1. Charles Adams -

      Banks create money by spending except that we call it a loan. The loanee is in debt. Government creates money by spending which we could call a loan. The government is in debt. In both cases someones account is credited and money is created. This money creation demands that something happens in the real economy. Something happening eventually pays off the loan.

      The distinction between private and public debt is supposed to be that in the private sector, individuals are responsible for paying off their loans whereas in the public sector we are collectively responsible. However, too big to fail undermines this distinction and it turns out that we are collective responsible for the loans of the private sector too! The lender of last resort is all of us!

      In the banking circuit, money is annihilated by loan repayments. In the government circuit, money is annihilated via tax. The sectorial balance tells us how much of the money is sloshing from one circuit to the other, and hence who is carrying the debt.

      You could look at this way. A growing economy requires a growing amount of money which means that someone has to take on debt. Macroeconomic policy is partly about how much of that debt should fall on one sector or another. The case for public debt is that governments can borrow much more cheaply than individuals and that way more gets done. Still governments have to spend carefully to maintain stability and confidence, i.e., the value of the pound. The same applies to banks – if they create money too fast we end up with a credit bubble followed by a debt overhang as in 2007-08.

  3. Peter May -

    To me the major leak in the government tax and spend circuit are tax havens where money may never come back. So by, say, shopping in places that are prominent users – Boots springs to mind – could we not be said to be actively making the state poorer?
    If that is the case then the government, in allowing such havens to be used by British business, would seem to be actively promoting its own impoverishment.

    1. Vicky (Windsorlass) -

      I was wondering the same, Peter.
      Charles, to me the biggest question in your graphic is the overseas leakage and what appears to be an exponential change in that element. Does it include Peters tax haven flows? Does it also reflect increased inward investment (or rather the asset grab by non uk investors)?
      What else might be in there? And how do you see that trend continuing? Would there not come a point where having hollowed out the UK at base to such an extent, that either govt or private (uk based) spending would have to step in if the economy is to function at all?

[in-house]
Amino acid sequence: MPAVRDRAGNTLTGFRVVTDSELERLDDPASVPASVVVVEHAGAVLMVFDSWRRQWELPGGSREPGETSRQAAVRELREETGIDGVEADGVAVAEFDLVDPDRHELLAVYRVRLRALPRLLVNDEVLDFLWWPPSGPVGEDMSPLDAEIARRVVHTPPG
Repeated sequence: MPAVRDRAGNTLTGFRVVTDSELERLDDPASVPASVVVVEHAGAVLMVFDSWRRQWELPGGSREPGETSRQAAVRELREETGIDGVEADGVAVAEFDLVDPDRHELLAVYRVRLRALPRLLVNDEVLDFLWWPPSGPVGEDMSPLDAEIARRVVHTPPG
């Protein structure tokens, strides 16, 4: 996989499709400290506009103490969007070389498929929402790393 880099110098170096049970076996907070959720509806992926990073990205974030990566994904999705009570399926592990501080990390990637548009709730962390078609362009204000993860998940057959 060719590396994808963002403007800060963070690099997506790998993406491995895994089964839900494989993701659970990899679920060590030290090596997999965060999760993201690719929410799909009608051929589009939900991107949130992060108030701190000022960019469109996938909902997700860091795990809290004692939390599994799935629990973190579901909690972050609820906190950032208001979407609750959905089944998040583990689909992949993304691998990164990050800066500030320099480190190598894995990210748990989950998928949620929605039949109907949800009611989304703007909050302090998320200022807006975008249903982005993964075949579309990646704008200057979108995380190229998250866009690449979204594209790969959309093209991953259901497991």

I have a feeling that this overseas element is the most worrying factor, but not enough economic knowledge to know exactly why.

      1. Charles Adams -

        Both the private sector and overseas components may give rise to leaks where no tax is being paid. Closing leaks which give only some parts of society a tax advantage should be a priority for all governments and we should be looking for evidence on whether they are making progress on this.

        The overseas deficit is mostly about us buying more stuff from abroad than we export and yes this kind of imbalance cannot go on forever. Eventually, it will correct via a fall in the value of the pound.

        Overall, I am less worried about the overseas deficit than trying to put our own house in order which in practice is all we can do. If we take care of domestic policy then the overseas deficit will take care of itself.

  4. Spudt Astic -

    When the global financial crisis hit the UK, government spending increased by about twice the drop off in receipts. In nominal terms. You can tweak for inflation but you still find that spending increased by more than the reduction in income.
    And the follow-on period from 2010-2015 saw the highest real aggregate government spend per head of any Parliament in UK history ( Professors Palan & Murphy have produced graphs to show this ). So why anyone would regard that as a period of austerity is a mystery to me.
    It should be regarded as a period where spending was badly allocated.

    1. Peter May -

      Spending primarily to ‘protect’ the City! Which means they’re ok and the rest of us must pay…

    2. Charles Adams -

      I would agree that the spending was badly allocated.